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Ultra-light or Ultra-dangerous

Thick canvas. Heavy wool blankets. The exposed metal of an external frame Jansport backpack. Gone are the styles and materials of traditional backpacking and its ideologies too. The door has opened for futuristic-sounding fabrics like X-Pac, Dyneema Composite Fabric, or Silnylon. Along with backpacks, shelters, and sleep systems that are often sub-two pounds, this now mainstream backpacking-style is dubbed Ultra-light.

To loosely define ultra-light backpacking it is, “a base weight below probably like 10 pounds,” claims alumni Bennett Fisher, “everything you’re carrying besides fuel, food, and water. It’s just a way to move faster and lighter in the backcountry.”

Fisher has successfully hiked the Appalachian Trail and the Pacific Crest Trail, totaling around 6,000 miles, which is an exhausting feat to even ponder. But, this style of backpacking is often seen as niche and expensive, which is valid. Sometimes though it is just about creatively cutting out the things you think you need like more clothing, toiletries, that extra shirt, etc: substituting most gear for versatility and a layered clothing system. For example, “You don’t need to bring Chacos… $5 Walmart flip-flops will probably do the job for a third of the weight,” states Fischer.

Naturally, moving through the woods in this style poses some safety questions and problems. “You can get into trouble following these Reddit accounts that have the perfect gear list.” Pages like these can often be misleading and lead to dangerous situations due to cutting food or getting rid of a shelter just to save weight. Fisher shared a prime example from a fellow through hiker, “who wanted to curl up under his tent because they didn’t bring rain flies and it was raining really bad, and it was super cold.”

Another common way backpackers cut pack weight is by ditching items like the pre-made first aid kits; however, not having a first aid kit, in general, seems extreme.

“It was on the Uinta Highline trail,” USU sophomore Rockwell Cooper recalls. The trail itself stretches around 107 miles from east to west in Utah’s Uinta Mountains and is known for its jaw-dropping views, mountain passes, and an unusually large number of wildlife sightings.

“We were going over this pass called Dead Horse Pass. We were all kind of hiking together; there were only four of us so we were just kind of taking it easy. It was more of a chill day cause’ we had killed ourselves the first two. We started descending and I don’t know exactly what happened. He [Cooper’s friend] was right behind me, but he just stepped off a small ledge, like six inches, and just collapsed…”

A summer backpacking trip gone all too quickly awry with what would later be diagnosed as a broken ankle. Luckily Cooper, who has been doing similar outings since he was 15, had a dialed, yet light, first aid kit including what would be the saving grace - a Sam’s Splint and some Ace Bandages. After the incident, quick-thinking Cooper added “I wanted to figure out where the nearest trailhead was, and how we could get out as fast as possible. We ended up bailing out at the east fork Bear River Trailhead that was 8 miles away. It was crazy. I was just super worried he was going to lose his foot if he didn’t have circulation.”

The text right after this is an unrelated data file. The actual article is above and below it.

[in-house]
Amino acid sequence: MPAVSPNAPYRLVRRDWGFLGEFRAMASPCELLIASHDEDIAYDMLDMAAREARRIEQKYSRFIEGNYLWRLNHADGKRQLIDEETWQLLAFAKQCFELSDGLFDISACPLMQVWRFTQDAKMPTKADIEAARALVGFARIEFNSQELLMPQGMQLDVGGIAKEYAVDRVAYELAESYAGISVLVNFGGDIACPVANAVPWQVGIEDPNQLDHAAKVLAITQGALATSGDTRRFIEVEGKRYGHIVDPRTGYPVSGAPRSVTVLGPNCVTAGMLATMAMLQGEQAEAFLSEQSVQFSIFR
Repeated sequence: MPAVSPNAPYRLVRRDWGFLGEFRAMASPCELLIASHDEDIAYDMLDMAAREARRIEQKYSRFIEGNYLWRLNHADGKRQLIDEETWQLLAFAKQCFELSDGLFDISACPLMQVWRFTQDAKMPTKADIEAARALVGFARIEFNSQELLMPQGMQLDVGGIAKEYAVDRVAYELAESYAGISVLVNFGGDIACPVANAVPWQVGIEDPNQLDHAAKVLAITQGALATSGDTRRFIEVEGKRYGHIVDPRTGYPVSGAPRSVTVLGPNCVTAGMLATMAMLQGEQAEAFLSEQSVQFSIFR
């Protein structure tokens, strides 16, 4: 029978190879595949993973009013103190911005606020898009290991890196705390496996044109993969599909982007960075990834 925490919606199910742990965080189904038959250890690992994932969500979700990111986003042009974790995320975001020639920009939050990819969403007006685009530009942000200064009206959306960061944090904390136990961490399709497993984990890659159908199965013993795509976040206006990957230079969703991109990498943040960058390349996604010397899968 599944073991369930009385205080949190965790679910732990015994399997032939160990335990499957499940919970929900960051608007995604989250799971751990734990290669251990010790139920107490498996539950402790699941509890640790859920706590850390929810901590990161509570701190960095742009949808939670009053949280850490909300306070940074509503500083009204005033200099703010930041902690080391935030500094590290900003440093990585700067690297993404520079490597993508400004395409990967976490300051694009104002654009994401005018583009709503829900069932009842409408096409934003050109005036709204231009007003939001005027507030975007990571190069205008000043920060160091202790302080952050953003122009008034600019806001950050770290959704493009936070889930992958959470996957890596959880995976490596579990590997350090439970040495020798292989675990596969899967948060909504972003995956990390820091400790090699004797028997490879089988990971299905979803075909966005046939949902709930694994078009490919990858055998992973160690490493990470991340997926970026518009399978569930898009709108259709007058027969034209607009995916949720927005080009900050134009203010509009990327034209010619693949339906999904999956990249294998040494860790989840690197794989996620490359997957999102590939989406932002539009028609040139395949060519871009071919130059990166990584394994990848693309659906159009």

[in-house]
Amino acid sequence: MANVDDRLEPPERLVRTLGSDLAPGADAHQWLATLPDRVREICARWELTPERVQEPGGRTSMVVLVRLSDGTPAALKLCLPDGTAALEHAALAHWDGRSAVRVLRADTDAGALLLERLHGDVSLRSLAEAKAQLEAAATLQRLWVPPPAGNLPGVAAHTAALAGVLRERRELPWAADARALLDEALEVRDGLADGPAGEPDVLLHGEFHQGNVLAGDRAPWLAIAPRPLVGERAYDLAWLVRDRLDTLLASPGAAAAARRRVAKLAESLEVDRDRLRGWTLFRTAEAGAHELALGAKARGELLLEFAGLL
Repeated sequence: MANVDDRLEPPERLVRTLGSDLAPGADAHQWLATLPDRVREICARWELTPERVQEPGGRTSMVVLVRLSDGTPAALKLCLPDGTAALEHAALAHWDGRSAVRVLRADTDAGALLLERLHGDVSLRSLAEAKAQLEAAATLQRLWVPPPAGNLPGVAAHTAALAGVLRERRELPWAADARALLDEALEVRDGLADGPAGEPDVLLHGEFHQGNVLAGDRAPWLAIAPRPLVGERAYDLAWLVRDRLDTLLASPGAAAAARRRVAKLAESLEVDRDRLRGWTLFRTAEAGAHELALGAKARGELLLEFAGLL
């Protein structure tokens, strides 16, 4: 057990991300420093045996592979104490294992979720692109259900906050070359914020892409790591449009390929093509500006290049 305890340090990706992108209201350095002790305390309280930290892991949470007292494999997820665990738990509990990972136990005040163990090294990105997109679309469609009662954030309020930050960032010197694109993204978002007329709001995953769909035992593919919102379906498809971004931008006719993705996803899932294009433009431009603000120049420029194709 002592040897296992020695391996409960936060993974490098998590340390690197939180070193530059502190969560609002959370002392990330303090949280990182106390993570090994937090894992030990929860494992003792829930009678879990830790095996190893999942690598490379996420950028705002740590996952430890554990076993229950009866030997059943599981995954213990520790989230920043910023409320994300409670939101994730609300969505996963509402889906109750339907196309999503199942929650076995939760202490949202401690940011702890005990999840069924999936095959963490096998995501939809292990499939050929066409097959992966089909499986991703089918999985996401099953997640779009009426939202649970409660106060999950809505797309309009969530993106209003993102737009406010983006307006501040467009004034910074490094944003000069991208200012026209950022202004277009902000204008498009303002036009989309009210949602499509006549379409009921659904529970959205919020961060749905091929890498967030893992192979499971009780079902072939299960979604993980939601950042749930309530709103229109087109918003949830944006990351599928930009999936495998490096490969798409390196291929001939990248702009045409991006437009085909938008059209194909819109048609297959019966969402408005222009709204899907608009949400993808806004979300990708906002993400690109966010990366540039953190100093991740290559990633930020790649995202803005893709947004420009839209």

At the trailhead with cell reception, Cooper was eager to call an ambulance, but his friend without insurance was eager to find a ride to their car at the other trailhead. They would find someone able to drive them to their vehicle, and they made it to the hospital safely so the story goes.

Now, Fisher and Cooper are backpackers with different needs and mileage; however, their two stories intertwine in a quest for lighter backpacks and, come to find out, a commonality of broken-ankle-stories. At, “mile 1,011,” of the PCT Fisher stepped into a snowy tree-well.

“This time my heel caught and didn’t let me slide and my ankle just went down… and with the whole weight of my backpack, we had just re-supplied for 5 days, just pshhh [falling noise]. I heard it pop.” Despite Fisher’s ankle, “swelling up to the size of an ostrich egg,” he hiked 20 miles the next day into town and then more after, thinking it was just a torn ligament from an old football injury. He would eventually have to get off the PCT.

Both of these examples worked out for the better; that will not always be the case though. This begs the question where’s the line between safety and aiming for an ultra-light setup while backpacking?

The main thought to consider is trip length, style of hiking, how many people are in your group, weather, location, and most importantly, what works for you as a backpacker. You are not a gear list found on the internet. Fisher says, “You pack your fear in your pack,” which is why he brings Imodium for stomach relief. A good rule of thumb to consider, but not go overboard with, as one puts together their first aid kit or purchases a safety system. Cooper and Fisher both listed off some first aid, safety, and rescue items that would fit into that middle section of the Venn diagram that is ultra-light and traditional backpacking.

Now, as to not scare anybody off, backpacking is great fun. However, it comes with responsibility in the backcountry that coincides with what you pack in as a participant in earth’s great wilderness.

“It’s so freeing. You don’t have to worry about anything. There’s no clocking into work. There’s no turning in assignments. Every day you know what you’re doing. You’re working towards this huge goal. When you achieve it, it feels amazing.” Fisher said.

Check it out at Highlander Mag:

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